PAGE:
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By Paul R. Brenner, Associate Director, Center for Research Computing at the University of Notre Dame
At Rackspace, we believe that open source communities enable innovation and collaboration. That is why we founded OpenStack four years back and why we actively engage in the Open Compute Project as well. OnMetal is built on OpenStack software and Open Compute hardware. Listen to what the OnMetal team has to say about why we chose such a design.
This is huge. Really huge. If someone told me four years ago that OpenStack would be where it is today – just a mere four years in – I would’ve shrugged my shoulders and said “maybe, we’ll see.”
OSCON 2014 is upon is. We’ll have a number of Rackspace specialists on-hand throughout the event talking about all things open source. We’re pumped to head to Portland to highlight the projects we’ve contributed to and collaborate and innovate with the open source community.
With a useful OpenStack lab up and running, it’s time to take advantage of some more advanced features. The first that I want to look at is adding the OpenStack Networking LBaaS (Load Balancer) to my Rackspace Private Cloud. This is currently a Tech Preview and unsupported feature of Rackspace Private Cloud v4.2 and is not considered for use in production at this time. To add this to RPC we simply make a change to the environment and run chef-client across the nodes.
Minor Release Upgrade of Rackspace Private Cloud By now you must know that a new version of OpenStack is released every six months. In April, OpenStack’s ninth release, Icehouse, was launched.
The OpenStack Technical Committee recently decided to incubate Designate, an authoritative multi-tenant DNS-as-a-Service for OpenStack that features a command line client, REST API and integrates with Nova, Neutron and Keystone. Reaching incubation status within OpenStack is a key milestone along the path to becoming an OpenStack core project. Here at Rackspace, we look back fondly on the past year of learning about and collaborating on the project, and we are looking forward to the adoption of Designate and the continued evolution of the OpenStack ecosystem.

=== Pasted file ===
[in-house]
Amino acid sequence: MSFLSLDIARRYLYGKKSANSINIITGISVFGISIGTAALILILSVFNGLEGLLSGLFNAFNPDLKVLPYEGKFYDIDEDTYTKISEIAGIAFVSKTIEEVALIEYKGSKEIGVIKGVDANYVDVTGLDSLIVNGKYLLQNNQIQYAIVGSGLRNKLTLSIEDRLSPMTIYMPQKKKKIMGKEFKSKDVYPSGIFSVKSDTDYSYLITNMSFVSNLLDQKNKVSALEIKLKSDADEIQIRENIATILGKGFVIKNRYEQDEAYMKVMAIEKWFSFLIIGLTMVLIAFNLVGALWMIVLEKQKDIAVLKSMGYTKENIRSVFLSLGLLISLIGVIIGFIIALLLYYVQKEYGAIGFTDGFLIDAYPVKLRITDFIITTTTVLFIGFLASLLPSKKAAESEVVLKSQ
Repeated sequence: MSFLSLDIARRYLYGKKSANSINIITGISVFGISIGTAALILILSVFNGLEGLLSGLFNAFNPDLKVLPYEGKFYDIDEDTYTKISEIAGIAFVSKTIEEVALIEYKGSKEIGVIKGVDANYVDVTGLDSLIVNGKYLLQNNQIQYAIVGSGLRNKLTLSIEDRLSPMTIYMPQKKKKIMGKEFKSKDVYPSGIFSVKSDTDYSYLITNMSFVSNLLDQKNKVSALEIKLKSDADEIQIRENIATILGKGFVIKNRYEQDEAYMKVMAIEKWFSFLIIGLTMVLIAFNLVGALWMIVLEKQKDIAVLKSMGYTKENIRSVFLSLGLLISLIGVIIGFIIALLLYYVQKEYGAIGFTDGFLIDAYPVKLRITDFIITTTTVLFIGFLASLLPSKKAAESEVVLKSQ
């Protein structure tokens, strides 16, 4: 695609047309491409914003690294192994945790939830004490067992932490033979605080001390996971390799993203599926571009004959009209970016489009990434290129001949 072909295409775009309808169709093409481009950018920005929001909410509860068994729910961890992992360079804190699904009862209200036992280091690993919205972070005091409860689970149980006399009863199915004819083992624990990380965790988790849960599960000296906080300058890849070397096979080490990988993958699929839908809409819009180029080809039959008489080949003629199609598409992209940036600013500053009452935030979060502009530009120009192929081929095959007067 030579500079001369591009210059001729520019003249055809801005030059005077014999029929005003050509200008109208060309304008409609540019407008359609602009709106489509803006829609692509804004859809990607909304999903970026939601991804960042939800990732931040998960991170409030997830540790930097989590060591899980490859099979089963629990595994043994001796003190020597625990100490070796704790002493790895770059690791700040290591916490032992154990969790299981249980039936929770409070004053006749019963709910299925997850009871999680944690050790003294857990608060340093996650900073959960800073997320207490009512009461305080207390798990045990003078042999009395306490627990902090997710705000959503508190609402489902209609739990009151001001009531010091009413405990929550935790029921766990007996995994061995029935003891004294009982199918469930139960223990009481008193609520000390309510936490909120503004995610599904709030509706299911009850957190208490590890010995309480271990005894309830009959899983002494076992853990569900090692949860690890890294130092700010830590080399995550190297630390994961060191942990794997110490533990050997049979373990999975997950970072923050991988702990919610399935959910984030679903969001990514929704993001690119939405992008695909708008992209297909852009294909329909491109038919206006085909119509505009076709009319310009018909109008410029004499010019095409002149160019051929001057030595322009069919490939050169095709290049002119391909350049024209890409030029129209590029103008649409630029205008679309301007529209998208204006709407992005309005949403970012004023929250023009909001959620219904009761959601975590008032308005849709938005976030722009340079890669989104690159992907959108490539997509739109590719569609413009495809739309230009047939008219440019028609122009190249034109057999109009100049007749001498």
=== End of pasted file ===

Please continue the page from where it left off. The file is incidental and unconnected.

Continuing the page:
OpenStack Summit Atlanta is in the books. It was a great event that brought together thousands of developers, operators and users of OpenStack. There was a ton of excitement around the project. With that in mind, we want to dig deeper into the past, present and future of OpenStack. In this video series, we hear straight from some of OpenStack’s community members from Rackspace about how the fast-growing open source project has evolved, what it needs to continue thriving, and what it means to them personally.
San Francisco is a city surrounded: in the morning by sparkling water, sunny weather and the sound of seagulls; in the evening by bone-chilling wind and impenetrable fog; at night by the ambient electricity of imagination and the fertile dreamscapes of shining tomorrows.
After nearly a year of discussion, the OpenStack board launched the DefCore process with 10 principles that set us on path towards a validated interoperability standard. We created the concept of “designated sections” to address concerns that using API tests to determine core would undermine commercial and community investment in a working, shared upstream implementation.
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